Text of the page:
This past Sunday, as I walked into the sanctuary, the crowd bubbled with anticipation. Smiles abounded. Voices projected. Seats filled up. Visitors poured in. Comments revealed the eagerness for the service to begin.
And it carried over into worship. As the first song started to play, people hurried to their seats. Side-conversations stopped. The singing seemed stronger and louder. The sanctuary felt alive.
What did all this?
Two words: Youth Sunday.
I know, from the youth pastor side of this, that youth Sunday can be a hassle. You’re trying to wrangle students to commit to play songs, sing, give announcements, perform a skit, collect offering and maybe even preach and lead music. You fret and worry about who will actually show up and who will bail out at the last second. It’s stressful and probably takes a few weeks off your life.
But, as a pastor, let me tell you: It’s worth it.
Not only was our congregation enthused about the student’s leading worship, it manifested in other ways. The teenagers came to church on Sunday morning. That’s something we’ve struggled with at our church. Not only the teenagers, but their parents too. Literally, our church was packed with visitors.
But that’s not the only benefit. People in our congregation saw our youth minister in action. They heard him preached. They watched as he bragged on his students. They joined with him in celebration of the youth group we have and the efforts he puts forth. It benefited him because people saw his ministry first hand and it excited them.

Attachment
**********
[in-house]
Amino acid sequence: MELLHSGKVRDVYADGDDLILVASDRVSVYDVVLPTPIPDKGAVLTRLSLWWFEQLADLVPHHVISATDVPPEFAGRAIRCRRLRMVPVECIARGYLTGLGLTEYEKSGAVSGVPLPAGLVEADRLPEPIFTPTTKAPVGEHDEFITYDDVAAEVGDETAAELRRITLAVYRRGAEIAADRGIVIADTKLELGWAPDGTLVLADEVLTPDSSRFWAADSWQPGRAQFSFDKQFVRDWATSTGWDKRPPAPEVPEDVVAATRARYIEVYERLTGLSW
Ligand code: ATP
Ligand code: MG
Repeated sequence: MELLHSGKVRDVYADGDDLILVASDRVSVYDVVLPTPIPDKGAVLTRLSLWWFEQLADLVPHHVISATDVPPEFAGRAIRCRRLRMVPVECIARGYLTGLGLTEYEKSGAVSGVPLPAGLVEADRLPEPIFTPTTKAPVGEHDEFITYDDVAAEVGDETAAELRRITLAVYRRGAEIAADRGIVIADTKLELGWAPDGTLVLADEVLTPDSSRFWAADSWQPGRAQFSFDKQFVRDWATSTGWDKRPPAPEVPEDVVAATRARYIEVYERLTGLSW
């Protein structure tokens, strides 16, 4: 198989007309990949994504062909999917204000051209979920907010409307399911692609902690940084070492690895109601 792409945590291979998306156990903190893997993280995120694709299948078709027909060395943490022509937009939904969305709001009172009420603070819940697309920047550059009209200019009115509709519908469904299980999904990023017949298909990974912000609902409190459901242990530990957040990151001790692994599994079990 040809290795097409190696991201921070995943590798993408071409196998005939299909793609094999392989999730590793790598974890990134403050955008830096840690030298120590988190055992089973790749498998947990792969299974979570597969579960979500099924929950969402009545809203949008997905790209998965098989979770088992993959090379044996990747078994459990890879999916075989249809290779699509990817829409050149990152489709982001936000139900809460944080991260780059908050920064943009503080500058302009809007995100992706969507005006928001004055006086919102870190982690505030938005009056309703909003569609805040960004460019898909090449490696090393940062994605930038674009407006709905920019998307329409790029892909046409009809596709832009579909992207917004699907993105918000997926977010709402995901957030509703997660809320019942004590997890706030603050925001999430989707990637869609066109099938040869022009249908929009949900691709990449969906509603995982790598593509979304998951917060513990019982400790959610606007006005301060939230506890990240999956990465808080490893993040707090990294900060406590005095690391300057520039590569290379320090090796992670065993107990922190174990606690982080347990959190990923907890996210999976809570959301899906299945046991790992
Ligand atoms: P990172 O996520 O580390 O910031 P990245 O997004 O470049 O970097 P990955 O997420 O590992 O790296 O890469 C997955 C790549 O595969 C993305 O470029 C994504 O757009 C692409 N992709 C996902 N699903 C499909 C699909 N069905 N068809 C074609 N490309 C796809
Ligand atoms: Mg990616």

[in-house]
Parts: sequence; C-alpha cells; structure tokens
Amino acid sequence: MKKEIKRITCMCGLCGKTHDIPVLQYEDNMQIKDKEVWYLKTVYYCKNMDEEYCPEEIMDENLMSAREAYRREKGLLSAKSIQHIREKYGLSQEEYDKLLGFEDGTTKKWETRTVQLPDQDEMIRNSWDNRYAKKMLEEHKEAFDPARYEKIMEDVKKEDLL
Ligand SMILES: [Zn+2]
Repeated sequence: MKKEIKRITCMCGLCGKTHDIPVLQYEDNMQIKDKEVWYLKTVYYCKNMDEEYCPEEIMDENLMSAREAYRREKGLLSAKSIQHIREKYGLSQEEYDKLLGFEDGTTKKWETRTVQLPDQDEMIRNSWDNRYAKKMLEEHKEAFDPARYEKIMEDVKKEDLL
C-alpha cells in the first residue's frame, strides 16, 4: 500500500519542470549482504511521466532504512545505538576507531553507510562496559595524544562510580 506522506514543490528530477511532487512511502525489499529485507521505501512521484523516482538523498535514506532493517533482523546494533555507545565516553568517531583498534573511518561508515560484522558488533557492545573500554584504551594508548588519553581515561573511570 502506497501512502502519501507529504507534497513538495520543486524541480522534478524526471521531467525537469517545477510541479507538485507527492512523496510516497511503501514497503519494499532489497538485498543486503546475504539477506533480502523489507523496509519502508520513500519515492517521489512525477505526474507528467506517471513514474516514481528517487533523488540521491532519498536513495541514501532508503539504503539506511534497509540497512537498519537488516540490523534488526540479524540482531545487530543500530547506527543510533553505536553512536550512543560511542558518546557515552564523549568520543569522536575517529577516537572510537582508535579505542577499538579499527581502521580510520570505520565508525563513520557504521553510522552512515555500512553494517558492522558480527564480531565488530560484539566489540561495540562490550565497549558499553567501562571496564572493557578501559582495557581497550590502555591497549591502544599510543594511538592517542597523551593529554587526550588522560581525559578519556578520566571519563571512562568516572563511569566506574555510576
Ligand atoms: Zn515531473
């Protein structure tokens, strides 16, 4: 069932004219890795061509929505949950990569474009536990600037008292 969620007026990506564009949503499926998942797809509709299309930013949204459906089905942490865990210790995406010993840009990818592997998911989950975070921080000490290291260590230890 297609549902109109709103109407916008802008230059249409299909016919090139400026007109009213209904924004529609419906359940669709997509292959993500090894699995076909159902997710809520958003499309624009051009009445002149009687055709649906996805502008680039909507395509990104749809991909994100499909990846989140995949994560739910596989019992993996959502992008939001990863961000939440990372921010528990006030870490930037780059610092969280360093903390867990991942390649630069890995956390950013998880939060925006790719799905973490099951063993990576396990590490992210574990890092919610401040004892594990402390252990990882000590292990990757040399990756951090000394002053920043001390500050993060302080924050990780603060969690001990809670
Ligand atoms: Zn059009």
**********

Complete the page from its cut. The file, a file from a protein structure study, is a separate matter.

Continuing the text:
That builds momentum and good will and you can’t buy those things.
And you know what? I did not hear one negative comment. Nothing about the music being too loud or too fast or too modern. I did not hear anyone complain about the message or the skit or the service going long or the visitors or the teenagers being there.
Instead I heard: “When are we going to do this again?” “This was the best service we’ve had in a long time.” “I loved seeing those students up there.” “Man, I’m glad I came to church today.” Or my personal favorite (said by someone who missed) “I heard I missed a great service today. I hate that.”
So I write this blog as an encouragement to youth pastors but also as a way of pushing you in the direction of doing youth Sundays regularly. It energizes your church and your ministry. The benefits far outweigh the headaches.
Trust me, as much as I dreaded them as a youth pastor, I love them as a senior pastor. It does so much good for our church and for our youth ministry as well.